Here is our last block:
|Dewey Dream block, Orange Judd Farmer magazine, 1899|
This is the Dewey Dream block, from the 1899 edition of the Orange Judd Farmer, an agricultural publication. Quilt blocks show up in the strangest places! This block is very easy and you should have your last blocks finished off in no time.
For the last time for this project, let's make some blocks!
Cutting for a 10-inch block:
From the background, cut:
2 2-7/8 inch squares* OR 1 4-1/4 inch square (to make hsts; can oversize)
12 2-1/2 inch squares
From the green, cut:
2 2-7/8 inch squares* OR 1 4-1/4 inch square (to make hsts, can oversize)
5 2-1/2 inch squares
4 2-1/2 by 6-1/2 inch rectangles
First, use 4 of the background 2-1/2 inch squares and all 5 of the green squares to make a 9-patch block by joining the squares into rows and the rows into a small block:
Your 9-patch should measure 6-1/2 inches square.
Next, use the 2-7/8 inch squares of the background and the green to make 4 2-1/2 inch hsts in the "old school" manner: draw a line from corner to corner on the back of each background square, layer it with a green square, then stitch 1/4 inch on both sides of the line. Cut apart, press, and trim to 2-1/2 inches. OR use the 4-1/4 inch squares of the green and background to make 4 at a time hsts. These should measure 2-1/2 inches square.
The last component of the block is a unit made with stitch and flip corners. Constructing the pieces this way will save you eight seams per block. (An alternate method follows these directions.)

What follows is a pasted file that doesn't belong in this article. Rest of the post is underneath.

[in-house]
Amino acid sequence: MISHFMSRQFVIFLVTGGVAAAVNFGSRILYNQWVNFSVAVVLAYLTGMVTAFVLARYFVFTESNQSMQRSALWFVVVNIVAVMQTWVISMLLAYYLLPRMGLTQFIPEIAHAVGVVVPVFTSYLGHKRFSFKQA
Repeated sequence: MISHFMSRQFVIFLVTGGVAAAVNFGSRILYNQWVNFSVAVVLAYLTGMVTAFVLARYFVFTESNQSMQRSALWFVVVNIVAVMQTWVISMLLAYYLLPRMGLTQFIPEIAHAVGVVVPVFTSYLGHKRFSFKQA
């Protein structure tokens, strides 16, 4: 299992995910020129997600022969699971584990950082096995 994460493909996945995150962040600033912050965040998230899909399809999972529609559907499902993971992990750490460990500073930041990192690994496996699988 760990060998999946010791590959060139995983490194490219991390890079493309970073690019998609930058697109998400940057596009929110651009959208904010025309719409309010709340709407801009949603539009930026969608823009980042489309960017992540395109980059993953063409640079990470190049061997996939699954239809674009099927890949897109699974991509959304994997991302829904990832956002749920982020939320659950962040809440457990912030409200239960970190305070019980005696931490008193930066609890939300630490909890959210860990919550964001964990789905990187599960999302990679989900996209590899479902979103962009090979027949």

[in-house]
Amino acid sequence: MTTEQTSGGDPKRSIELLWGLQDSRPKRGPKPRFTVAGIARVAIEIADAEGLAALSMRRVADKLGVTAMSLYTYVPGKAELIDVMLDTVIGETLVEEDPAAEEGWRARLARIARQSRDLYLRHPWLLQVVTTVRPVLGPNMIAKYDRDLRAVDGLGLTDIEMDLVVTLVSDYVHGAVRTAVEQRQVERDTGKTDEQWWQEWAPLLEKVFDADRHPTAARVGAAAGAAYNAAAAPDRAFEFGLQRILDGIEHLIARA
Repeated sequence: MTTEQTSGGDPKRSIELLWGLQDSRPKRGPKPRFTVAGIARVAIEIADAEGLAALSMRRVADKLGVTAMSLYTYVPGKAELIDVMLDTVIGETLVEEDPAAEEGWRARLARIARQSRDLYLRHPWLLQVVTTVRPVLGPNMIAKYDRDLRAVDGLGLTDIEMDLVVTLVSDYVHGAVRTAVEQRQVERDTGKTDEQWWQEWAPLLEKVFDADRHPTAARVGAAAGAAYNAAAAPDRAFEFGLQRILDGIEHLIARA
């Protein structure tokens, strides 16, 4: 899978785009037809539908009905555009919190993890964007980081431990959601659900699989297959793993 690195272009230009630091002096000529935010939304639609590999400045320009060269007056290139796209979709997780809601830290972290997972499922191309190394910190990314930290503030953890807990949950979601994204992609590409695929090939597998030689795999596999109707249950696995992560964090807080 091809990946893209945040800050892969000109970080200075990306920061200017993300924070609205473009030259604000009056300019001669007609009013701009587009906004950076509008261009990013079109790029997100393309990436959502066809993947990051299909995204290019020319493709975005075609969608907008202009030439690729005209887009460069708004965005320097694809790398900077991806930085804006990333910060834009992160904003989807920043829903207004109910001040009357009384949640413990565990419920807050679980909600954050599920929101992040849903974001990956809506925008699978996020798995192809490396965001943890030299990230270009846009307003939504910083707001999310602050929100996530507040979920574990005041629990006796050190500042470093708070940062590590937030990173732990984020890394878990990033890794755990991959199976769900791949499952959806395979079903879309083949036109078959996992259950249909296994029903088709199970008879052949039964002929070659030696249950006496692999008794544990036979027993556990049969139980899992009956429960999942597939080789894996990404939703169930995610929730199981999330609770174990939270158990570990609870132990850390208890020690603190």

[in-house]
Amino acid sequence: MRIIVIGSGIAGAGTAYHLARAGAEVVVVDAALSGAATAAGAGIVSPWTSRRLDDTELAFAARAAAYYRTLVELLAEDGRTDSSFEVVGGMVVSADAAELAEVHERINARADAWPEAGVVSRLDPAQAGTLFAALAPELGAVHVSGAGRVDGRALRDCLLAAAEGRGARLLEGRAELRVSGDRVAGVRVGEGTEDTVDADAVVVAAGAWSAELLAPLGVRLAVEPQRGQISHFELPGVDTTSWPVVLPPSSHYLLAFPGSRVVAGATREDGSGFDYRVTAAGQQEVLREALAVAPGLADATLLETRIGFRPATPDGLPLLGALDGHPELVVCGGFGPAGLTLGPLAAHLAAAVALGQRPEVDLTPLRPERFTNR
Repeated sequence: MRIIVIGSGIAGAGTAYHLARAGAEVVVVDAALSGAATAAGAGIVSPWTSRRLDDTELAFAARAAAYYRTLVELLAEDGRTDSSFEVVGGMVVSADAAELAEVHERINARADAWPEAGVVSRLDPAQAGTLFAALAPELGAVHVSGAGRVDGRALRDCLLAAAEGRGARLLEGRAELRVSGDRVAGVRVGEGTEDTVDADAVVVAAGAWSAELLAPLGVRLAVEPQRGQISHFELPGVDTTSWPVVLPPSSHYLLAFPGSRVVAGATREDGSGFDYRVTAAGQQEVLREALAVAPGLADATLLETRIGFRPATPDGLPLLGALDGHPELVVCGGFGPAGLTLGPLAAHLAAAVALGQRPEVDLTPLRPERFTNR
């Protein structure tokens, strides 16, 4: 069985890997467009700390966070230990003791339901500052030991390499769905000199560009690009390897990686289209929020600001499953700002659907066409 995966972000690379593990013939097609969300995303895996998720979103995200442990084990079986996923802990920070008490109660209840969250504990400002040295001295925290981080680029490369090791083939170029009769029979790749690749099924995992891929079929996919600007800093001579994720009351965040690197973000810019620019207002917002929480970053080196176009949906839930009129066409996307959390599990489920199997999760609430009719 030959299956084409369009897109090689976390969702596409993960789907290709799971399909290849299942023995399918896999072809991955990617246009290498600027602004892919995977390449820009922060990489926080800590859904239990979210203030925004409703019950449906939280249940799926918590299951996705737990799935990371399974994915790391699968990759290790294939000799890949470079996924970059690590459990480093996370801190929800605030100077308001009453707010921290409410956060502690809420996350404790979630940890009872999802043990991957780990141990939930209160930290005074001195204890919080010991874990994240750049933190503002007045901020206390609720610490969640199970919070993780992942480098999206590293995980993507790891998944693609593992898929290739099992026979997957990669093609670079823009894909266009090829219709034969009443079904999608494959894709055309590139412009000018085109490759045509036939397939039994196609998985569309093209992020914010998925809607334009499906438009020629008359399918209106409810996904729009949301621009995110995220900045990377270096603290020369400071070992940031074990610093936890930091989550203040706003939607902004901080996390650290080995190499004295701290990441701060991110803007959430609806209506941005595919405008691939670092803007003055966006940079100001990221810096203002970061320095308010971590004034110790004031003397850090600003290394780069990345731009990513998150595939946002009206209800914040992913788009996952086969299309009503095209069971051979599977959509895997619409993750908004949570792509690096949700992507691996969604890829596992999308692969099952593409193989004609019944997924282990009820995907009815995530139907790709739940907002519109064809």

Take the remaining 8 background squares and draw a line from corner to corner on the back of each one. Place one marked square at each end of a 2-1/2 by 6-1/2 inch rectangle as shown:
Carefully note the directions of the lines. You want the finished pieces to look like hsts that are oriented in opposite directions. Stitch on the lines, trim, and press the resulting triangle upward. Make 4.
Alternate method for these units: make 8 green/ background hsts that measure 2-1/2 inches. Use these and 4 2-1/2 inch green squares to construct a unit that looks like these.
The only real difference in the methods is the seams; either method will look the same in the finished block.
Lay out all of the pieces as shown. Pay special attention to the orientation of the rectangular pieces:
Join the units into rows and the rows into a finished block. Give it a good press, stand back, and admire!
As always, I made three blocks for this month:
And here are my 15-inch blocks for a separate project:
And that is our last block for this quilt! At this point, you can gather your blocks and lay them out any way you choose, with or without sashing. Angela and I will be giving finishing instructions on Saturdays throughout October so that anyone who wants to be finished for Christmas can get a really good start. I will have complete directions for on-point settings (with and without sashing) on Saturday, October 20. The directions include all of the measurements and instructions for assembling the quilt, as well as yardages and tips for cutting the setting triangles and finishing. There is also a piecing diagram for a bonus block, since an on-point layout requires 32 blocks. Be sure to come back and check that out! I will show off my finished quilt on November 3.
Thanks so much to all for coming along on this quilty adventure! I'm almost sad that it's finished, but we'll get cozy quilts from it, right? Hope to see you back here for some fun finishing ideas!
Sharing at soscrappy for RSC18.